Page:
If anyone advertises a clip-on registered receiver and discusses “sear” as anything other than a clip-on with a modified “sear/trip”, then that person is trying to fool a potential noob buyer into thinking it’s a registered sear. If they list it like, “registered receiver sear gun” or “registered receiver with sear”, odds are, that person is intentionally introducing “sear” into the description just to make you think it’s a sear gun.
I think the issue is you have both an unserialized proprietary “sear” and an unserialized modified metal frame (or pack) to hold the sear. Typically the pack modification is removing the semi selector stop so you can rotate the selector to F/A. So you actually have two unserialized parts in the gun that can be considered machine guns on their own if you start separating things. ATF has tolerated these “collection of parts” conversions, but I doubt they would agree to let you serialize the sear and destroy the other parts (the registered serialized receiver and the unserialized pack.). I have never seen an ATF approval letter for destroying a registered, serialized part. There are definitely people who have destroyed conversion parts and reconfigured their guns, but this has typically been parts that could already be moved from gun to gun.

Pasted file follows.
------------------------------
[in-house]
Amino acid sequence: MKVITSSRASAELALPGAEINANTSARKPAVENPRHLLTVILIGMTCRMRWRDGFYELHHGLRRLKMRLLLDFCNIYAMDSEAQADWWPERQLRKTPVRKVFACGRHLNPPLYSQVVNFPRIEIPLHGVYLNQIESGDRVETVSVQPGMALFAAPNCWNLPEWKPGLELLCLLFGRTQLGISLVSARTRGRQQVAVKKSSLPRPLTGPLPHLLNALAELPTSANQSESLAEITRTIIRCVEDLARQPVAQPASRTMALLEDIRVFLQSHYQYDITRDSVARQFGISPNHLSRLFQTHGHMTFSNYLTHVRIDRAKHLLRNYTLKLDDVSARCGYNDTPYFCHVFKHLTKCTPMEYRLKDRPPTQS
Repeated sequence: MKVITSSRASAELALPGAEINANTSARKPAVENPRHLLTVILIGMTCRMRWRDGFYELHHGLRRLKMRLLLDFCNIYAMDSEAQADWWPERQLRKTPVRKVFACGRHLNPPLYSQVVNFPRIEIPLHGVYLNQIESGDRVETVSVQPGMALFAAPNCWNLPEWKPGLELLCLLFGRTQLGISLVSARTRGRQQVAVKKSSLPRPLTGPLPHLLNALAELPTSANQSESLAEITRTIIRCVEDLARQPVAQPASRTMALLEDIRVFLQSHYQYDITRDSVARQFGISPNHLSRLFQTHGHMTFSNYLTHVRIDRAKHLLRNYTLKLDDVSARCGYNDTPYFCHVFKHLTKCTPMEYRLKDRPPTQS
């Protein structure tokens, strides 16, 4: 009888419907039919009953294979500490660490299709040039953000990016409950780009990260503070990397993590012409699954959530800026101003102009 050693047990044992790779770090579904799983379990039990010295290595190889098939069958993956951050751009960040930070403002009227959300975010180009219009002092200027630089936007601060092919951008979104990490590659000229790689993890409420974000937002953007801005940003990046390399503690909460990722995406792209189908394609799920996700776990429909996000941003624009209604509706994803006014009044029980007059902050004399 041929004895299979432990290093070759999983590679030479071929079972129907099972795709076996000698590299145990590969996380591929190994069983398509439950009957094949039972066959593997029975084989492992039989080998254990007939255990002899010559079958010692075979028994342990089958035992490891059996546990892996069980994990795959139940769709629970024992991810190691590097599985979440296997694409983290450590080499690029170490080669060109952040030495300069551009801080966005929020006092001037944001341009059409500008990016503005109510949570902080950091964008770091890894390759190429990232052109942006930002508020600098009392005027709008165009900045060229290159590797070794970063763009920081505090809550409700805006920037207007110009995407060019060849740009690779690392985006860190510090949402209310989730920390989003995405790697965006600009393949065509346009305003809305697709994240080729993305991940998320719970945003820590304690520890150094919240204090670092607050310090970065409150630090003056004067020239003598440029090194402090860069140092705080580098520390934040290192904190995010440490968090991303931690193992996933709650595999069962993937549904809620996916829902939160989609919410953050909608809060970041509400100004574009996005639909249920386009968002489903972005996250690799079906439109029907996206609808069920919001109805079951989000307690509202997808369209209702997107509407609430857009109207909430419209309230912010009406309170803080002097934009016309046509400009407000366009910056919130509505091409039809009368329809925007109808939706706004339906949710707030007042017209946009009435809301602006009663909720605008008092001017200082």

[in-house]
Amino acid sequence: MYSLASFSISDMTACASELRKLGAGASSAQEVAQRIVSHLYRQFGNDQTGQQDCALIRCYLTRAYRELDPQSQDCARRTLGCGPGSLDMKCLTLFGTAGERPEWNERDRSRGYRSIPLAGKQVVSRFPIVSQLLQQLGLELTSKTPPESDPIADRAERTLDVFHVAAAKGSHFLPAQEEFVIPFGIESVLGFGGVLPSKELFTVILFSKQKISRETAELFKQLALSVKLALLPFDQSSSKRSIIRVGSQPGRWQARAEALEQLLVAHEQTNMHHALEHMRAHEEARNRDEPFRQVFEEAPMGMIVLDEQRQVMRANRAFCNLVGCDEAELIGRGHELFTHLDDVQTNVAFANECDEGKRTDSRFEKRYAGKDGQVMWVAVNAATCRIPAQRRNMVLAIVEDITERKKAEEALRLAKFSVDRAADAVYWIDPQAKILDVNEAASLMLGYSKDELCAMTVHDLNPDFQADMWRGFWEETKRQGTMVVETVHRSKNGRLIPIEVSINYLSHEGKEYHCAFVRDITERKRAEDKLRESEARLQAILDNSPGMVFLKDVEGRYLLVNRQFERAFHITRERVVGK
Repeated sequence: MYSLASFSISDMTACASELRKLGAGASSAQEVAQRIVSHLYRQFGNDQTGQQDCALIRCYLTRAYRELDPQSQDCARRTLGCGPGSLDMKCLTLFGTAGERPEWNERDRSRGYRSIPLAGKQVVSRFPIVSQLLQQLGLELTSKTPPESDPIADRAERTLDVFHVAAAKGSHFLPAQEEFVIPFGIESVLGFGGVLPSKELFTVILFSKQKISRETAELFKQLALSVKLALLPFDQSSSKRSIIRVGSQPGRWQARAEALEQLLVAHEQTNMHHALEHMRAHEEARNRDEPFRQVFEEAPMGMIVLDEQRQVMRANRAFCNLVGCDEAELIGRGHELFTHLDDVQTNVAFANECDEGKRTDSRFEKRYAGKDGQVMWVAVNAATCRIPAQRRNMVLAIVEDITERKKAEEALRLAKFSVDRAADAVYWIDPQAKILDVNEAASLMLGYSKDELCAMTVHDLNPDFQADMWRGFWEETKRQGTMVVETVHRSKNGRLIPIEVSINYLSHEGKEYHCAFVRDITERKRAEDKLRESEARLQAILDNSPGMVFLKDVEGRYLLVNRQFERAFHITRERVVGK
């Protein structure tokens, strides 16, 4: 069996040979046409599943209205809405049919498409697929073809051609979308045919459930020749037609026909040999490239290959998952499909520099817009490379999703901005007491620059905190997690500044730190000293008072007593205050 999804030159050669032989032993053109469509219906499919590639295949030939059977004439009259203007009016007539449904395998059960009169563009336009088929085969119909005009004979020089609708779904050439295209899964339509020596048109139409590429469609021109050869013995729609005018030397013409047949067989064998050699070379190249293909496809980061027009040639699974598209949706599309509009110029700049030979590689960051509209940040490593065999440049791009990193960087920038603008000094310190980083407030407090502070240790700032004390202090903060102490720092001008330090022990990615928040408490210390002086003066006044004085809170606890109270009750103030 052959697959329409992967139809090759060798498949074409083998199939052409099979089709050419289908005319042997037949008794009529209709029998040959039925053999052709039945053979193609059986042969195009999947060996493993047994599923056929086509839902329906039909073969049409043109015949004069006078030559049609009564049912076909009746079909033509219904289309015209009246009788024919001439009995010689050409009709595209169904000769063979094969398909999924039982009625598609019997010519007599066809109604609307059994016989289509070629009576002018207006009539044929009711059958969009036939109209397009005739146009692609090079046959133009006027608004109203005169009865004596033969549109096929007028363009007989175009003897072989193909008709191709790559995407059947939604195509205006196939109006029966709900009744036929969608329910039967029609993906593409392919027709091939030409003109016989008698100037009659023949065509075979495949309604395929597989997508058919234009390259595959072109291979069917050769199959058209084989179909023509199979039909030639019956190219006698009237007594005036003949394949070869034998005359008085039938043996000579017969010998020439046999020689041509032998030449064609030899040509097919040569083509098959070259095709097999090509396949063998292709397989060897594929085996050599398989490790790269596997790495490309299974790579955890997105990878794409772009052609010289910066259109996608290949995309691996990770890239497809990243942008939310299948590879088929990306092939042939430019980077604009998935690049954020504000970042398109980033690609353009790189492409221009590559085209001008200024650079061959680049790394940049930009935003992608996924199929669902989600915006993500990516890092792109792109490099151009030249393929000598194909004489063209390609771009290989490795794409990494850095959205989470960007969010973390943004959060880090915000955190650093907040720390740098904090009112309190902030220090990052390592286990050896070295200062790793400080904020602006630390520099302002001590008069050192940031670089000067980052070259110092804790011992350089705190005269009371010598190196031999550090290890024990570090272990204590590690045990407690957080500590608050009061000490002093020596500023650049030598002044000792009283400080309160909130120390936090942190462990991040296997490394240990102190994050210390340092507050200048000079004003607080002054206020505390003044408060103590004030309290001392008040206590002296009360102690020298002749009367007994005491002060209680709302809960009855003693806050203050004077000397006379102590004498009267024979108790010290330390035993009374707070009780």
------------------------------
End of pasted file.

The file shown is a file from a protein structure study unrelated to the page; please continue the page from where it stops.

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Another way to look at it is that the registered machinegun part ALWAYS has a serial number on it.
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There are a number of improperly registered UZIs out there too. (RR guns left in stock semi configuration with blocking bar, with modified bolts that should have been the registered device)
I bet some improperly registered receiver machine guns have been physically "corrected" by capable hands before, but we won't go there.